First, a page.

Whitehorse’s Annie Avery and Dawson City’s George McConkey joined forces for an evening at the pub

Bombay Peggy’s was crowded with a revolving group of about 50 people on the evening of May 11, when Whitehorse’s Annie Avery and Dawson City’s George McConkey joined forces for an evening at the pub.

Avery and McConkey get together for an evening whenever she has a gig at Dawson’s Robert Service School, and they find Peggy’s a congenial place to perform for a small crowd.

For this particular evening, however, they had something special to offer: the launch of their new CD, Honouring the Blues, a collection of four original tunes and four standards they began working on last summer in Whitehorse.

“We played a live concert at the Old Firehall and we recorded that,” Avery said. “We were able to use a little bit of it on the CD. Then we went into the studio in September and finished it up.”

They’ve been toying with the idea of making a CD for a while.

“It’s been about three years,” Avery said. “Every time we played in Peggy’s it was like magic, then when we played at Frostbite last year it really sort of sealed the deal that this is working. We had a really exciting performance and a standing ovation and people were yelling and screaming, so it wasn’t just Dawson City.”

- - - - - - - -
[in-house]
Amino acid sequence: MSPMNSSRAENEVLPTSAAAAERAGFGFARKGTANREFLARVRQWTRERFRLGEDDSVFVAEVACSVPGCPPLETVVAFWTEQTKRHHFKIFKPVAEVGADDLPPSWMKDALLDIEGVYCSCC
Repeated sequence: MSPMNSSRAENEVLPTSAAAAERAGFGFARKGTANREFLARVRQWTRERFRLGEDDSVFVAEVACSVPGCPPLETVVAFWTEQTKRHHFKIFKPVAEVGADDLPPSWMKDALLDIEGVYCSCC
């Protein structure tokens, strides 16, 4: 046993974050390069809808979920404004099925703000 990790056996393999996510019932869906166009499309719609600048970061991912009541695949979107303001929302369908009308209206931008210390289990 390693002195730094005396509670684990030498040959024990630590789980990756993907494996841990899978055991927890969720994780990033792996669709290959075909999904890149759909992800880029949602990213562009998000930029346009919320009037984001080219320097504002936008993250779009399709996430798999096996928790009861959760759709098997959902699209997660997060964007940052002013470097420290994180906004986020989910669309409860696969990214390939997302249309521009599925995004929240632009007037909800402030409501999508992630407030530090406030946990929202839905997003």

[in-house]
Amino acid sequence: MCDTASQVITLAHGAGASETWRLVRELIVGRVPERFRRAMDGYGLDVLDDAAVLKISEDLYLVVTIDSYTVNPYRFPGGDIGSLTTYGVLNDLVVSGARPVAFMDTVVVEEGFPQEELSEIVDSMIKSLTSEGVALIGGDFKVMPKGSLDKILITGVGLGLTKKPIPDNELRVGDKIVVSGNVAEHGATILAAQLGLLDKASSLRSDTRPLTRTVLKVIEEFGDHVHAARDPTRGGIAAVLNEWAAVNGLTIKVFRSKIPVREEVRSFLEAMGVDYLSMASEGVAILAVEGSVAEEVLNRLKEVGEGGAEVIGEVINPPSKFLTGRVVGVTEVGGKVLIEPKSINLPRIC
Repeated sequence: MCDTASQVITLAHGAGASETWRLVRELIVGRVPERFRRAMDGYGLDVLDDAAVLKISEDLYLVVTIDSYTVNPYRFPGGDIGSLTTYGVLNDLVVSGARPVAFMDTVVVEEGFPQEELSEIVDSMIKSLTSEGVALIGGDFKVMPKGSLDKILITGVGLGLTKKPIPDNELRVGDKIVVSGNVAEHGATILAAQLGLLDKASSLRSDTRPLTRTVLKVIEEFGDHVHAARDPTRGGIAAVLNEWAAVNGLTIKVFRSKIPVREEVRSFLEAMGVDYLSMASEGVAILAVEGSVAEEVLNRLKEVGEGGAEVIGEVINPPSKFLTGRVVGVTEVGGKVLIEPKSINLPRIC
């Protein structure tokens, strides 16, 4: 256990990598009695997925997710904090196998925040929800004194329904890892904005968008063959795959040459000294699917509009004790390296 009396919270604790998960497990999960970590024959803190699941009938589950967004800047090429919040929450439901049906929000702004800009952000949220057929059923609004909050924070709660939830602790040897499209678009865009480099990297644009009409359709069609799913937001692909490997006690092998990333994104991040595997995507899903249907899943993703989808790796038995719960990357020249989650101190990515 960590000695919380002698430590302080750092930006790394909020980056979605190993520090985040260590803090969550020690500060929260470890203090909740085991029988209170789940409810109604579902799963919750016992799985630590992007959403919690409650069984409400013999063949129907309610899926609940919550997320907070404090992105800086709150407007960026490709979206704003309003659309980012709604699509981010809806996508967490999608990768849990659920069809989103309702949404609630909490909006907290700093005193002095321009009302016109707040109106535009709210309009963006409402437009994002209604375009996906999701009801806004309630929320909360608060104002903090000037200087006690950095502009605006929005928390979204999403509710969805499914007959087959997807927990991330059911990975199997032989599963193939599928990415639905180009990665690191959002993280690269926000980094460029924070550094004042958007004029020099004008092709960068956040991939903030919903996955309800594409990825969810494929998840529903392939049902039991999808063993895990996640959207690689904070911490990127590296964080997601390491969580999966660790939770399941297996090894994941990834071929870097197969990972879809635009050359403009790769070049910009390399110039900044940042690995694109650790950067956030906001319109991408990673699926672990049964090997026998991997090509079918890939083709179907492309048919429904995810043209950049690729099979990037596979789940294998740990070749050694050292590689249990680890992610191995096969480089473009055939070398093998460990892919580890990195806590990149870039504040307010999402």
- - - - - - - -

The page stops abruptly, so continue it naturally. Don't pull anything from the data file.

The theme for the CD came from their mutual love for the blues.

“We’re both die-hard blues players and if I had to pick anything to play I think I’d do that,” she says. “We try to honour the way it’s been done by the greats. It’s a fairly easily understood genre, but it’s how you play it, the intensity with which you play it, that separates the men from the boys.”

McConkey, who has been known as Harmonica George since sometime in the late 1970s, was rocking the harmonicas at the show. The new CD also features his prowess with the harmonica – he actually has a suitcase full of them in different keys.

“George is one of those guys that just when you think you can’t do any more he will go on and play another three choruses,” Avery says. “We tend to egg each other on.”

Sometimes she’s not quite sure where he’s going to go, but she knows she can follow and that they will both get there.

“I’ve played with a lot of different people and I really appreciate playing with somebody you can connect with – have an intuitive connection with.”

The pair played two 45-minute sets that night at Peggy’s, with time for CD sales and signings during the breaks, and then another half set — just because they were having a good time.

“We played to almost twelve,” says Avery, “And then we had an encore after that.”

I’ll just bet they did.

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